3rd Sept: Cowes and the Medina
[Tides: LT Portsmouth 0822 0.6m; HT 1524 4.89m (i.e. large!); leave before 0610, back 1320 to 1830. Weather: 0520 Wight NW 4 or 5, showers, good; SB-LR: same as Wight.]
Woke early so got up at 0330 and left by 0455 having dropped my head torch into the river! The hand held torch is nowhere near as good. Thus rather than hoist the sails in the dark, I motored up Southampton water while having breakfast… there wasn’t much wind anyway.
At 0640 set mizzen, main and jib just before Hamble Oil Terminal. Near Calshot Spit buoy (now a catamaran!) an enclosed car carrier was making the turn around Bramble Bank. Despite the NW forecast the wind was from the south and I found myself beating across the Solent. I decided to tack towards Gurnard and then back to go into the Beaulieu River before the flood tide set in.
However the wind decreased again and approaching Gurnard I was making less and less progress westward as the flood tide set in. When I tacked I was simply heading back the way I’d come, and then the wind dropped almost completely. I decided to drop the sails and visit Cowes and the Medina, somewhere Seatern had so far avoided!
Going into Cowes I was busy taking photos of the waterfront. I’d heard something about Red Jet 4 on the harbour VHF channel (69) and when I looked round it was right behind me! Those things are quite quiet when they are going slowly! A bit further along the Jolie Brise was preparing to sail with, presumably, a crew of pupils from Dauntsey’s School, who “own, sail, and maintain” her.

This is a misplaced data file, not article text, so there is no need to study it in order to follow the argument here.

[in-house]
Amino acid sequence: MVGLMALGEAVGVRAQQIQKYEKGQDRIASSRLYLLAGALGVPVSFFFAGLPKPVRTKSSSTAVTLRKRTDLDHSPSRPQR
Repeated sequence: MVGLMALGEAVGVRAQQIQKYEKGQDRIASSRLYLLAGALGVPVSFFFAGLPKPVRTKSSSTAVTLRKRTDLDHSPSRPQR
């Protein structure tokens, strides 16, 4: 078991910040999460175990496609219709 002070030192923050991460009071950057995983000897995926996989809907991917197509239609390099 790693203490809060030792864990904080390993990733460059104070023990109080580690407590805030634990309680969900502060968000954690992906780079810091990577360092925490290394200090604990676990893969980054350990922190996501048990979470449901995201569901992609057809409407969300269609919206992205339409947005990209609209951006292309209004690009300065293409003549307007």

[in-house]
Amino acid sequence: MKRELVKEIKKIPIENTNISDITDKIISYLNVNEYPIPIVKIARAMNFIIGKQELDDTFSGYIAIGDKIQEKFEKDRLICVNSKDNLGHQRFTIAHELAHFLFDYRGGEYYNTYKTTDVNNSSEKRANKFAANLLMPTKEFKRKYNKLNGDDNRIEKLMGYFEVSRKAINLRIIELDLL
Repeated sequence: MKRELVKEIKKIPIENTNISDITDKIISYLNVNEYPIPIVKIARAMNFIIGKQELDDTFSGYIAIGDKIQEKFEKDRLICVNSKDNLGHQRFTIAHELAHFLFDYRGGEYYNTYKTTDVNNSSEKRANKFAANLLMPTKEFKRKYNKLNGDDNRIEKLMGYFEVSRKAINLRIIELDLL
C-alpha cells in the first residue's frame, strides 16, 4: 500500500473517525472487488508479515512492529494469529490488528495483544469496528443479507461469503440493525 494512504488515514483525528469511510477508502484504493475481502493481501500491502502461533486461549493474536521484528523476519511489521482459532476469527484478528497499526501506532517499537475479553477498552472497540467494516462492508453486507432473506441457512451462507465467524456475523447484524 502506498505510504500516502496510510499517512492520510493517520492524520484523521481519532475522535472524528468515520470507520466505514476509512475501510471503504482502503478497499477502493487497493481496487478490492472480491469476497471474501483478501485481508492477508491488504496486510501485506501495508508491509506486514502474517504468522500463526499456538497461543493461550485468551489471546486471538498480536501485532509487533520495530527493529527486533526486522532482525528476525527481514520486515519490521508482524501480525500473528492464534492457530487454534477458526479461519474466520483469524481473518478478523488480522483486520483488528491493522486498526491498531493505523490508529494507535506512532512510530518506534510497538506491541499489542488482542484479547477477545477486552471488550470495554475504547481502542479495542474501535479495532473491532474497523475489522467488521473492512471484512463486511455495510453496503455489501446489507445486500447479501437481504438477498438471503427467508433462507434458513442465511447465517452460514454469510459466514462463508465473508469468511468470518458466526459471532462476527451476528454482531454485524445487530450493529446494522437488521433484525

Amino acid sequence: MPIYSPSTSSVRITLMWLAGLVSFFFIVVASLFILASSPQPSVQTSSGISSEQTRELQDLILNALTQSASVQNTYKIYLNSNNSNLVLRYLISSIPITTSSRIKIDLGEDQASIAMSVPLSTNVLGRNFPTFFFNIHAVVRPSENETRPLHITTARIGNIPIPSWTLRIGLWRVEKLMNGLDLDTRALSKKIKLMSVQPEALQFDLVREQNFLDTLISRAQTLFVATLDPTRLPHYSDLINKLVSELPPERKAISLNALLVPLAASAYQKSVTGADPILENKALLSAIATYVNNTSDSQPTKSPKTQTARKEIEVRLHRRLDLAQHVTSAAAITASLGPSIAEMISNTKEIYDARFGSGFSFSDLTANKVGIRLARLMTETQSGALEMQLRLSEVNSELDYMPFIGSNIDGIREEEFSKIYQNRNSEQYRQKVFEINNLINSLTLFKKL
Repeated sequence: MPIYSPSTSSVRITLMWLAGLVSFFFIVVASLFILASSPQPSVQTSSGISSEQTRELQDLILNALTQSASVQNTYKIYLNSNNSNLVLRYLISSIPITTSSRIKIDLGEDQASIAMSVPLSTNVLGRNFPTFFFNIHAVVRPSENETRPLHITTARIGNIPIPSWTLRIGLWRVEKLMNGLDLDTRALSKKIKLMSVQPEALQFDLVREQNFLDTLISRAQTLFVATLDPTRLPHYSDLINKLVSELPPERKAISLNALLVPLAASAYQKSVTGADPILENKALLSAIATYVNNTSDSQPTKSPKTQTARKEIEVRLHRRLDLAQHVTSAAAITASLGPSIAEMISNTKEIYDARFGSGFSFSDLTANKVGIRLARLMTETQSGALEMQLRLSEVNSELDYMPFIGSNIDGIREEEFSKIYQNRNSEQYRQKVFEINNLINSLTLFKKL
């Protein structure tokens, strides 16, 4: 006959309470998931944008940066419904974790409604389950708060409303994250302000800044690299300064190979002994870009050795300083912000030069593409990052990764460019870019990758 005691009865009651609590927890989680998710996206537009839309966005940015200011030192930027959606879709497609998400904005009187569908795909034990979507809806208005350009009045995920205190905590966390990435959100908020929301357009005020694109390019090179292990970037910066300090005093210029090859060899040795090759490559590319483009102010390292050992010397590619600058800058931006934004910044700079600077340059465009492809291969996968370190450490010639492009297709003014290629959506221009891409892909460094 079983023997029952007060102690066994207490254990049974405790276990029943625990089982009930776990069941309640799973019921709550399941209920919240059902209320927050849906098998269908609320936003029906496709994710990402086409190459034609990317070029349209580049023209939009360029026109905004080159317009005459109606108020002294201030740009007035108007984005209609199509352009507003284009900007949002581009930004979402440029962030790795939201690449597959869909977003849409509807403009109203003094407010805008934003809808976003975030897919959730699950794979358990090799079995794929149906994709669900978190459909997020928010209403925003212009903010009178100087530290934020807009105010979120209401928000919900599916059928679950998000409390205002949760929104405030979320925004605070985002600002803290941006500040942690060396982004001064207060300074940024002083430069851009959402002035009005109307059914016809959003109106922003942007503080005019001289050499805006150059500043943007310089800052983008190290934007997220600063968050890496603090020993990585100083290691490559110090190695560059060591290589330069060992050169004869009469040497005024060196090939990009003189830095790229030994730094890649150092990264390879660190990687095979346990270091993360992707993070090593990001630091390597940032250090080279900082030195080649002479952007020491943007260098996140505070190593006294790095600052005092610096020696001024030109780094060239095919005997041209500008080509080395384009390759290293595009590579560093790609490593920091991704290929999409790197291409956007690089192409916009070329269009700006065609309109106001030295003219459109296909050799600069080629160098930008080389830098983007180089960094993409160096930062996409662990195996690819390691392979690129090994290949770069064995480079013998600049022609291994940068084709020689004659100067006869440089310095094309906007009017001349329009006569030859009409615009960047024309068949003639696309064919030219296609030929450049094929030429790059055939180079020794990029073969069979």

I continued to motor up the River Medina past the Folly Inn. It was still early on the flood so just before Island Harbour Marina the water shallowed to 0.3m and I was forced to turn back. Going down river the Harbour Master’s rib was close behind Seatern which gave me more confidence in passing the chain ferry known as the “Floating Bridge”. You have to give way to it but how do you know when it’s about to move?
A fresh NW wind had now developed so, having passed the Wight Scene which was embarking a huge queue of sightseers, I hoisted the main with one reef while still in the shelter of the harbour. As required by the regulations, I continued to motor until past the new huge breakwater which they are constructing. I wouldn’t have tried sailing, the harbour is now very restricted by the breakwater. As it was, when I broke out the jib, the current swept my into one of the small orange buoys marking the edge of the prohibited zone.
With the tide in full flood the tack across the Solent brought me to east of Hill Head. I hove to to get lunch from the fridge and was swept eastwards; on the new tack Seatern was simply heading back towards Cowes. The wind had dropped away again and even without the reef it was clear I’d make little progress against the tide so I dropped the sail and started Dai.
Once in Southampton Water the current turned favourable but I was too lazy to set the sails and short tack along the western side of the shipping channel, so motored back. The clouds, which had been odd all day, were now Cu under Sc, possibly a marine boundary layer off the North Sea? Seems unlikely. Got back to the jetty at 1455. [34nm much of it under motor!].
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